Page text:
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Gamers Save World from AIDS

That’s a slight exaggeration. Okay, it’s a huge exaggeration. Still, it contains a solid grain of truth. University of Washington video game enthusiasts have succeeded in mapping the structure of the monomeric protease enzyme, which Yahoo! News calls “a cutting agent in the complex molecular tailoring of retroviruses, a family that includes HIV”:

Figuring out the structure of proteins is vital for understanding the causes of many diseases and developing drugs to block them.

But a microscope gives only a flat image of what to the outsider looks like a plate of one-dimensional scrunched-up spaghetti. Pharmacologists, though, need a 3-D picture that “unfolds” the molecule and rotates it in order to reveal potential targets for drugs.
This is where Foldit comes in.

Developed in 2008 by the University of Washington, it is a fun-for-purpose video game in which gamers, divided into competing groups, compete to unfold chains of amino acids — the building blocks of proteins — using a set of online tools.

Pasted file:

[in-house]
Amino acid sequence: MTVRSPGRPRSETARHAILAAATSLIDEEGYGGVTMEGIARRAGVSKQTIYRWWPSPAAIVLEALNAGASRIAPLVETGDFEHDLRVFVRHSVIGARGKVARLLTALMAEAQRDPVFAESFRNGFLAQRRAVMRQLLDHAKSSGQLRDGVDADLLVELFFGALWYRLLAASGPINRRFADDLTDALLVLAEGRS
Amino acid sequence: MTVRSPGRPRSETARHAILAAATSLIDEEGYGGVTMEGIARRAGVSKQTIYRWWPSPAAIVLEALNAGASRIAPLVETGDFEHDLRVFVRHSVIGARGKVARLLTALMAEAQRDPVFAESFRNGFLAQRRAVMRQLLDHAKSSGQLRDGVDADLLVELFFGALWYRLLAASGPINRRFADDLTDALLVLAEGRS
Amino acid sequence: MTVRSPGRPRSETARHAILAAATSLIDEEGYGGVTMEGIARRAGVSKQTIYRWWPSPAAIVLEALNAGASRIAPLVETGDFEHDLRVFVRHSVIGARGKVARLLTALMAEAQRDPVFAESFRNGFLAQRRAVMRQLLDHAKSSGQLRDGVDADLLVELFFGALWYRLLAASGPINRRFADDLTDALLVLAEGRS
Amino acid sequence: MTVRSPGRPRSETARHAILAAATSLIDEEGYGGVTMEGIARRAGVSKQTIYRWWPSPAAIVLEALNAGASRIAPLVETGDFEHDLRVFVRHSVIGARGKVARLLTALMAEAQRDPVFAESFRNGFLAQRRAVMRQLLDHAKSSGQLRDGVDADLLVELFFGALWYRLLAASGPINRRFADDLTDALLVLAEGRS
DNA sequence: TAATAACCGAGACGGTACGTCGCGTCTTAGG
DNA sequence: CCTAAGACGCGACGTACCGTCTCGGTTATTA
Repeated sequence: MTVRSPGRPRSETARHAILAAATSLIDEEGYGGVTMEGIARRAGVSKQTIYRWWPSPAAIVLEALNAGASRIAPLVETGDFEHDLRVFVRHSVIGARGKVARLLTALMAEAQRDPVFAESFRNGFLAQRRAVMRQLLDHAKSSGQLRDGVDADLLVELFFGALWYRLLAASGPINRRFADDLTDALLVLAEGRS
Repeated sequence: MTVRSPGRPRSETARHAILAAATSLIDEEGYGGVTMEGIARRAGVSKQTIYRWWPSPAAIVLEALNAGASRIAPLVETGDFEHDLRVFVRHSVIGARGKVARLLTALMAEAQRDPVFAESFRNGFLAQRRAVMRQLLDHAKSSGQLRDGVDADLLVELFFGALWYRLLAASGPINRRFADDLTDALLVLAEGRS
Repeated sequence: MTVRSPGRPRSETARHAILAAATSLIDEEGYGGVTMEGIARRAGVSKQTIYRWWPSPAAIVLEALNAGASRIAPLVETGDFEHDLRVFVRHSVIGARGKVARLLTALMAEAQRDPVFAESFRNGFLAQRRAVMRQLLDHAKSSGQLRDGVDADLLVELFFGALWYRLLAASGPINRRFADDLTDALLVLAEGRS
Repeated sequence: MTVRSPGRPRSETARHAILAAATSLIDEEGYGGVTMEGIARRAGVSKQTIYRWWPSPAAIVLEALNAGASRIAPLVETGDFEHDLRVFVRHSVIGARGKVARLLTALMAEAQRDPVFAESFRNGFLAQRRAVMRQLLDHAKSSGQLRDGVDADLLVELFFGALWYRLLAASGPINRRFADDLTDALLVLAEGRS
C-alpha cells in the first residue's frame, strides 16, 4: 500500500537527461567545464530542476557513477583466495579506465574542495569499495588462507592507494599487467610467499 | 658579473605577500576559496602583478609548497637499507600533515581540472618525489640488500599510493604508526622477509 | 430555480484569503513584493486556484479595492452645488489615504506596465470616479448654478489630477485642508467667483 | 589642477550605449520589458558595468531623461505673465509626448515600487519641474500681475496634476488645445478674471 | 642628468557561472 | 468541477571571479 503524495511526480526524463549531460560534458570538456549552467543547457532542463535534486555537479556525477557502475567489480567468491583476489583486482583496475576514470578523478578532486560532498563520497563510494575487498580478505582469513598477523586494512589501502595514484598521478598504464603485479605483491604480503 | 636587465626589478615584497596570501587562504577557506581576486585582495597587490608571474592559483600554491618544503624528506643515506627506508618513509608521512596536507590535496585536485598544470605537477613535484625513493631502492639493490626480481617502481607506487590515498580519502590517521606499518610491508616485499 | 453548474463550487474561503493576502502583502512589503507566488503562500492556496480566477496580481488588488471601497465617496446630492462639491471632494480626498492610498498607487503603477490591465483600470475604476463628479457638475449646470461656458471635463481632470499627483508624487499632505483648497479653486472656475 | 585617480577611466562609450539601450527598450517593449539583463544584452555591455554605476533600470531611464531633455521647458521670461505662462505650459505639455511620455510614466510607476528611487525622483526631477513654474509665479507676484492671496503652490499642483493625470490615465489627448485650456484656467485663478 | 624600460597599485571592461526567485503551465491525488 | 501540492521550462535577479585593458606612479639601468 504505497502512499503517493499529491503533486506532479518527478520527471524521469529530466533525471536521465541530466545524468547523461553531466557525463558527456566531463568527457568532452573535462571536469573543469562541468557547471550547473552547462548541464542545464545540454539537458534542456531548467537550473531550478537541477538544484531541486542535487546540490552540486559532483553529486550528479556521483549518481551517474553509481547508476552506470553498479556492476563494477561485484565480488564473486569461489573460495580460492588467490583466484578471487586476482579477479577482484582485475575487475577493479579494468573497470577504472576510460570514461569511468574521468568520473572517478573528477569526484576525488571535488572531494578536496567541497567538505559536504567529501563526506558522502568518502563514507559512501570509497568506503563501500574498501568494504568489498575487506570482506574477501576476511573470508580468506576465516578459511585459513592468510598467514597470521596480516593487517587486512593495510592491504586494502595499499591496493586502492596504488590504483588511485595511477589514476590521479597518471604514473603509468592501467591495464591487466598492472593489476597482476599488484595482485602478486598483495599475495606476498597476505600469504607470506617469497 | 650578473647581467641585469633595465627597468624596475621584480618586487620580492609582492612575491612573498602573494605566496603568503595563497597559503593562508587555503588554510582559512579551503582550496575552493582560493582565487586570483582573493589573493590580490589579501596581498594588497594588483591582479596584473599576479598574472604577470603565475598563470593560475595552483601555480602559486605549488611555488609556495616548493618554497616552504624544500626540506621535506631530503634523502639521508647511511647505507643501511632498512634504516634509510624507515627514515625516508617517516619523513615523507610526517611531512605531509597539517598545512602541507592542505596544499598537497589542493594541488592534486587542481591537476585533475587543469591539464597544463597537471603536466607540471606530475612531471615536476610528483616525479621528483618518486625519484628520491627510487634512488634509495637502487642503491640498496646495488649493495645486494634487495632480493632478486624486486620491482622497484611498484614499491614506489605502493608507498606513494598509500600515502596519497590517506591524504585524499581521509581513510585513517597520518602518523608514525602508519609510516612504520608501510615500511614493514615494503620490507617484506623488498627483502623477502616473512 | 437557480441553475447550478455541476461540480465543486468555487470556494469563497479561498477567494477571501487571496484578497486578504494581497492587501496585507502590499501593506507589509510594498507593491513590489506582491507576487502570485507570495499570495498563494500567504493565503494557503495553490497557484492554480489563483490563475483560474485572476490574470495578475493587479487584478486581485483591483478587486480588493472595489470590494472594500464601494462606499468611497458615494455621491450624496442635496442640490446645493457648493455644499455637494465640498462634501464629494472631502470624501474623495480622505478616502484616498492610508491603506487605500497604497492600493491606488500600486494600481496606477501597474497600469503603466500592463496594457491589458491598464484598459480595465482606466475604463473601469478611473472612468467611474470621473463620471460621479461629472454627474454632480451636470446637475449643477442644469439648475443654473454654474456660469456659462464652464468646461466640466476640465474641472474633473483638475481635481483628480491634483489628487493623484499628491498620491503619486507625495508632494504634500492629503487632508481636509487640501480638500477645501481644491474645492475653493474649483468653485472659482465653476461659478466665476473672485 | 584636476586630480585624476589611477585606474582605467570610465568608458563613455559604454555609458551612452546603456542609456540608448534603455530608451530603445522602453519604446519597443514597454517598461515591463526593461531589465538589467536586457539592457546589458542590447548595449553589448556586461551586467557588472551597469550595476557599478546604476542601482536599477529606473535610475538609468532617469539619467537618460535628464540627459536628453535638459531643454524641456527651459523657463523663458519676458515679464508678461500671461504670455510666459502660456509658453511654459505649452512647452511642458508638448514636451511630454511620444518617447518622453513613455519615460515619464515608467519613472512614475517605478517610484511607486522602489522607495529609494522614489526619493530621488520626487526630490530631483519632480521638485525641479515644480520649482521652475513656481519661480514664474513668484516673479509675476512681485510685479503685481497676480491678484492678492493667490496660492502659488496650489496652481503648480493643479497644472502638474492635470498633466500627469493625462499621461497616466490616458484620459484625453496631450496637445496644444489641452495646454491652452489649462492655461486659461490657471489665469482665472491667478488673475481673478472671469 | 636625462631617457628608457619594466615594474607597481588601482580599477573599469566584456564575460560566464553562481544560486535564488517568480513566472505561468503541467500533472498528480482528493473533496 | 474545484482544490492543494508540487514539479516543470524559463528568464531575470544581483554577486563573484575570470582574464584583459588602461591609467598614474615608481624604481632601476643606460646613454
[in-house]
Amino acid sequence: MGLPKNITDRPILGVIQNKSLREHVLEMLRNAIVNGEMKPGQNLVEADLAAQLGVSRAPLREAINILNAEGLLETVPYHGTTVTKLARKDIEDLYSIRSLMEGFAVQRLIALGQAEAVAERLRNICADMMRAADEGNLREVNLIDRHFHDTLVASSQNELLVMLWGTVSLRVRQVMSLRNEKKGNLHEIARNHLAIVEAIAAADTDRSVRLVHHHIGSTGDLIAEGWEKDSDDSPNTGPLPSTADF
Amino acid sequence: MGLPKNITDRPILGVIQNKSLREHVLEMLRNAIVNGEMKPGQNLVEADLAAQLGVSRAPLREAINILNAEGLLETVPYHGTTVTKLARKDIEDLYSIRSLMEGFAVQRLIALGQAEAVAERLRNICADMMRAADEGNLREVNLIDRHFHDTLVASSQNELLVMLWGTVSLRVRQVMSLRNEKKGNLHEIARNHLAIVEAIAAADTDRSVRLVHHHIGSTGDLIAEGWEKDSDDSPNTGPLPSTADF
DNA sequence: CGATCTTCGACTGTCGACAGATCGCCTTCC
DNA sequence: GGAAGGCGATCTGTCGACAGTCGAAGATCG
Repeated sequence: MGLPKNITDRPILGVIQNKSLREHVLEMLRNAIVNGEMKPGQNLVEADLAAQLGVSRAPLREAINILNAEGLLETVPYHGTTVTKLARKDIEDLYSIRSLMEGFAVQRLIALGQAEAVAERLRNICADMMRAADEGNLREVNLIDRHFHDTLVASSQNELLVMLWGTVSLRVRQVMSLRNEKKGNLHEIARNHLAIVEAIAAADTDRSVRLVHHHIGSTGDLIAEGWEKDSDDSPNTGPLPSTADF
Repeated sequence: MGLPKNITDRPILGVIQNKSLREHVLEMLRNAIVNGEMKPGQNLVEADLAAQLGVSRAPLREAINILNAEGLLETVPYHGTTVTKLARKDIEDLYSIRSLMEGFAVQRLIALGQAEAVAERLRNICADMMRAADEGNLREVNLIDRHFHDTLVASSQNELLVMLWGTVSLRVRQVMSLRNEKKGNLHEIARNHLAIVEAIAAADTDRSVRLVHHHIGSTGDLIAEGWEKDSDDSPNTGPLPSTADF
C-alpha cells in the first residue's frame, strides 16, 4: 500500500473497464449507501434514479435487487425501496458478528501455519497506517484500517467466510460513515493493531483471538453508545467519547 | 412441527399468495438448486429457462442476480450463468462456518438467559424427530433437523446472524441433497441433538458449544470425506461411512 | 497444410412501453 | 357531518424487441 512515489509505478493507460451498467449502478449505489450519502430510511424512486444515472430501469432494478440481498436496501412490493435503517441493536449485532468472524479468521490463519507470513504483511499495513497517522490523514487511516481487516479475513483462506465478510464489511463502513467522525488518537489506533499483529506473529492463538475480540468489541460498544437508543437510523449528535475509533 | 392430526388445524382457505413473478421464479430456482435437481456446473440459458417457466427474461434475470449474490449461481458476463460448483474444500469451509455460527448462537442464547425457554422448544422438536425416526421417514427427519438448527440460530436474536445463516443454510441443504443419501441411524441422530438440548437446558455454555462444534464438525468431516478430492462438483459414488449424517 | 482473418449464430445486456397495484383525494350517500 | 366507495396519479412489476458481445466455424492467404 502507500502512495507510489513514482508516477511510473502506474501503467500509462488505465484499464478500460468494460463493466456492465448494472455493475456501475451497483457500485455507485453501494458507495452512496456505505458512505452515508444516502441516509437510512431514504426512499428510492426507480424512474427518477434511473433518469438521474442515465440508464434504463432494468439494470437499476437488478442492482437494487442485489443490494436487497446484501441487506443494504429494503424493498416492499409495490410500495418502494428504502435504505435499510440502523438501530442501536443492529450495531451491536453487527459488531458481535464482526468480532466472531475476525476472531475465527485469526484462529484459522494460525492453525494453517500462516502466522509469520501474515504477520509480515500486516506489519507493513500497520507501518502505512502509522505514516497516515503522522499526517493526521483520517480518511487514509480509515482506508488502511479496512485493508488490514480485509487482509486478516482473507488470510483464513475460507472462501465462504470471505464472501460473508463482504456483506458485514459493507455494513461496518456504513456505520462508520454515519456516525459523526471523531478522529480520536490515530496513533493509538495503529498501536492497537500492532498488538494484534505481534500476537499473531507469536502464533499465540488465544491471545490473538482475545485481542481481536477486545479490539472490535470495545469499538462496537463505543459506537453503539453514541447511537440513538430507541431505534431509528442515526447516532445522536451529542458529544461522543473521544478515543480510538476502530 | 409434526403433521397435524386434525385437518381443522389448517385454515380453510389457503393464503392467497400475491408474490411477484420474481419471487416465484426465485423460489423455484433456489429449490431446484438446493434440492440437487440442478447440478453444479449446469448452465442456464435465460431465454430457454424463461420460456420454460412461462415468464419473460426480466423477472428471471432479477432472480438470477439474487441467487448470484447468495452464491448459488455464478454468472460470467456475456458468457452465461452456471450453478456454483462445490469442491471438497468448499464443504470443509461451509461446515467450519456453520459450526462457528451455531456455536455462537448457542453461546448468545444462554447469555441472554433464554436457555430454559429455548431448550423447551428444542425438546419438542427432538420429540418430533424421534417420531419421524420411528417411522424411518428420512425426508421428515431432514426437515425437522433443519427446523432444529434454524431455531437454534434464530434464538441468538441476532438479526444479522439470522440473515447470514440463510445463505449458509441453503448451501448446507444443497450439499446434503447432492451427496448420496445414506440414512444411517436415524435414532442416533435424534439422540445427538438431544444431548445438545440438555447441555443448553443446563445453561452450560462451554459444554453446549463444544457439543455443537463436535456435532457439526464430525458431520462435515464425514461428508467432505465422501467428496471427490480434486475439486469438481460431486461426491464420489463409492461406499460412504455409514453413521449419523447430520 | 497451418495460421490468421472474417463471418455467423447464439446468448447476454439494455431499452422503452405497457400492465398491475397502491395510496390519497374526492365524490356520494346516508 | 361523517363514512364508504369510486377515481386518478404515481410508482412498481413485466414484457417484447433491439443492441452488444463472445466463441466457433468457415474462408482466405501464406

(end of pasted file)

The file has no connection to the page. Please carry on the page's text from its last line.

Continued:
To the astonishment of the scientists, the gamers produced an accurate model of the enzyme in just three weeks.

The gamers, together with a team of biological researchers, have published a review of the experiment in Nature Structural & Molecular Biology. They predict having an accurate picture of the enzyme will provide “new insights for the design of antiretroviral drugs.”

I find this delightful — not because I really expect this discovery to lead to a cure for AIDS anytime soon, but because, once again, amateurism proved its worth to a skeptical world. These gamers — who, granted, belong to a species apart from and above that of the average GTA addict — evoke Orville and Wilbur Wright, who had no formal training in engineering. They also evoke the bloggers who exposed the Killiam Memos, and for that matter, Susan Boyle and Rocky Balboa. The world’s got talent.


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